Hockey Legend Mario Lemieux Helps Fund New Childhood Lymphoma Center


Back in the fall of 1992, Pittsburgh Penguins star Mario Lemieux was blowing away the rest of the National Hockey League with some of the most amazing statistics ever recorded in pro hockey. Through the first 40 games, the 6'6" superstar had scored 39 goals and 65 assists for 104 points. Nobody else was even close.

But then in early January of 1993 came the shock of a lifetime: Mario was diagnosed with early-stage Hodgkin's lymphoma.

Treatment began almost immediately. For Mario, this meant radiotherapy only (no chemotherapy). For just under two months Mario received radiation treatments.

He underwent his final treatment on the afternoon of 2 March 1993, and was in Philadelphia that night to play his first game back. Despite the bitter rivalry between Pittsburgh and Philadelphia, Mario received an ovation from the Philly faithful. In the game, he registered a goal and an assist. That's one of the all-time great sports stories, according to NHL Commissioner Gary Bettman.

From there, he wouldn't skip a beat, scoring a miraculous 30 goals and 26 assists during the final 20 games of the season. Thus in just 60 games that year, Mario scored 69 goals and 91 assists for 160 points in just 60 games. Playing in one quarter fewer games than virtually everyone else, he still won the league scoring title, easily beating out Buffalo's Pat Lafontaine, who tallied 148 points in 84 games.

Mario and Rare Lymphomas

These days Lemieux is a Hall-of-Famer and co-owner of those same Pittsburgh Penguins, but he is also the head of the Mario Lemieux Foundation, which he founded during that very remarkable year for him, 1993.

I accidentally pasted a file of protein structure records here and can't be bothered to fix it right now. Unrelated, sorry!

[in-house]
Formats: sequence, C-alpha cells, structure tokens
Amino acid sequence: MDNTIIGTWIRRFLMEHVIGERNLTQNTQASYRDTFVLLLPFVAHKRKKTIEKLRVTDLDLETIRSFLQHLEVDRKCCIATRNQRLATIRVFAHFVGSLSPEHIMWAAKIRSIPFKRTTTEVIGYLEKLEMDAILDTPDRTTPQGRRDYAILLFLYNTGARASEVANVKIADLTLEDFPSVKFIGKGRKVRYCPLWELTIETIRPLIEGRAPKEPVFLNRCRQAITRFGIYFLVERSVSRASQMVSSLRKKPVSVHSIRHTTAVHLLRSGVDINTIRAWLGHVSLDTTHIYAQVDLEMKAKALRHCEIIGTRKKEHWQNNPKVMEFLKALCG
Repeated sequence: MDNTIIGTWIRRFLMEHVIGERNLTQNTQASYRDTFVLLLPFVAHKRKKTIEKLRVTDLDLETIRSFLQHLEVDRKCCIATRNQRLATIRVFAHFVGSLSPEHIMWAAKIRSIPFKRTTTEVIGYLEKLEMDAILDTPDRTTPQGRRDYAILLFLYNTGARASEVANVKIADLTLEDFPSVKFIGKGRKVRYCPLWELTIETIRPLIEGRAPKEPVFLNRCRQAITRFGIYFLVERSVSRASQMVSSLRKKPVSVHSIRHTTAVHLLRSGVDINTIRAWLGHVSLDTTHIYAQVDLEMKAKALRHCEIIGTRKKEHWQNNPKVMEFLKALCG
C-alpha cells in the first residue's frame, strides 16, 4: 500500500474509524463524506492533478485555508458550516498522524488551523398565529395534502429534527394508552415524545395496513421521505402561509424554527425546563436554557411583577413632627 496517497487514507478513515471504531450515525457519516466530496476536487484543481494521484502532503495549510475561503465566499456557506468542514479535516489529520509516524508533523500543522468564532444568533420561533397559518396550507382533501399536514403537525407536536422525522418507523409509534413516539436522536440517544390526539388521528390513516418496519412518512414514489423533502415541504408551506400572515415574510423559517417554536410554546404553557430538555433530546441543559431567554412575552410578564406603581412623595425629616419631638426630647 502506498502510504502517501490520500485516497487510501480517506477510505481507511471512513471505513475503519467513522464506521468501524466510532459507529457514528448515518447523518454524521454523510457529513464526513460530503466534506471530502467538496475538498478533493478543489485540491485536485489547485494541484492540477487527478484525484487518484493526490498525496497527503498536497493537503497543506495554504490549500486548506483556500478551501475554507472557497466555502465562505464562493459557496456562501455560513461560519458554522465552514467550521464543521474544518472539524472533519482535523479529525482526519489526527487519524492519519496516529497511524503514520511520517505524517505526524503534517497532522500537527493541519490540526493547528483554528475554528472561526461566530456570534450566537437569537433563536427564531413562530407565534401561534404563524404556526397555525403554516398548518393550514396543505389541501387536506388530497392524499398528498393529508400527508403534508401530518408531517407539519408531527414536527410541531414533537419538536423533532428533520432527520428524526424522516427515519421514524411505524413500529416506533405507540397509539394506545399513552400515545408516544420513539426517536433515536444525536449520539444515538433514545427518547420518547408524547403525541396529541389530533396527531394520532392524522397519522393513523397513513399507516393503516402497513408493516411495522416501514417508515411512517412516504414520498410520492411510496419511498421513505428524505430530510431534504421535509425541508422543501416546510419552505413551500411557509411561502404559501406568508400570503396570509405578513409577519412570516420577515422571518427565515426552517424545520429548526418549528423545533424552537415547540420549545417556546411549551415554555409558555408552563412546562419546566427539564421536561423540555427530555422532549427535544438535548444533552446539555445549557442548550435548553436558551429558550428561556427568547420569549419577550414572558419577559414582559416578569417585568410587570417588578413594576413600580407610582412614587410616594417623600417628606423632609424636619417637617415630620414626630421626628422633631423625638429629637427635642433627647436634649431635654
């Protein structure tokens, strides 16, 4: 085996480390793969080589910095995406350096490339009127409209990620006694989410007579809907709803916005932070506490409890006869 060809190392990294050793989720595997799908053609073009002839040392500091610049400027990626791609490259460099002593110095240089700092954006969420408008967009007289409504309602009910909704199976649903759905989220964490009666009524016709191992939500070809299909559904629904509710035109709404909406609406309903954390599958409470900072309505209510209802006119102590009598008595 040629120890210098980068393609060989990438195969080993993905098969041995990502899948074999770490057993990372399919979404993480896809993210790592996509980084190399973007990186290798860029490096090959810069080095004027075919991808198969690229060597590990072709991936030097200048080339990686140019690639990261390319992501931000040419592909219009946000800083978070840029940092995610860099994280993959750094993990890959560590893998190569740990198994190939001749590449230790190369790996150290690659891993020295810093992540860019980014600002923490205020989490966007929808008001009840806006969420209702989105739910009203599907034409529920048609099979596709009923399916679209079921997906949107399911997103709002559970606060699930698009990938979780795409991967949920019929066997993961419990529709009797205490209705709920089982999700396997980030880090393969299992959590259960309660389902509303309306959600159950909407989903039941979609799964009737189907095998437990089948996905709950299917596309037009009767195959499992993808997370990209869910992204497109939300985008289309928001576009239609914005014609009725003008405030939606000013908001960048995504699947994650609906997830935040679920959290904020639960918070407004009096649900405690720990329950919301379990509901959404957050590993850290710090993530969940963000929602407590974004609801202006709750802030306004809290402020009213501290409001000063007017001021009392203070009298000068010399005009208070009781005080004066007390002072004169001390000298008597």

Yesterday it was announced that the Foundation would be partnering with the University of Pittsburgh Medical Center (UPMC) to create the $5 million Mario Lemieux Lymphoma Center for Children and Young Adults, to be housed at Children's Hospital of UPMC in Lawrenceville.

"The support of the Lemieux Foundation gives us the ability to enhance our basic and clinical research in a way that could lead to improved and potentially new treatments for patients around the world who currently have very limited options," said Linda McAllister-Lucas, chief of the Division of Pediatric Hematology/Oncology who will lead the new center.

"I was fortunate to have a type of lymphoma that has proven treatments with good outcomes," added Mario. "I want to create a place of hope for kids and young adults and their families who are diagnosed with lymphomas that have no known cures."

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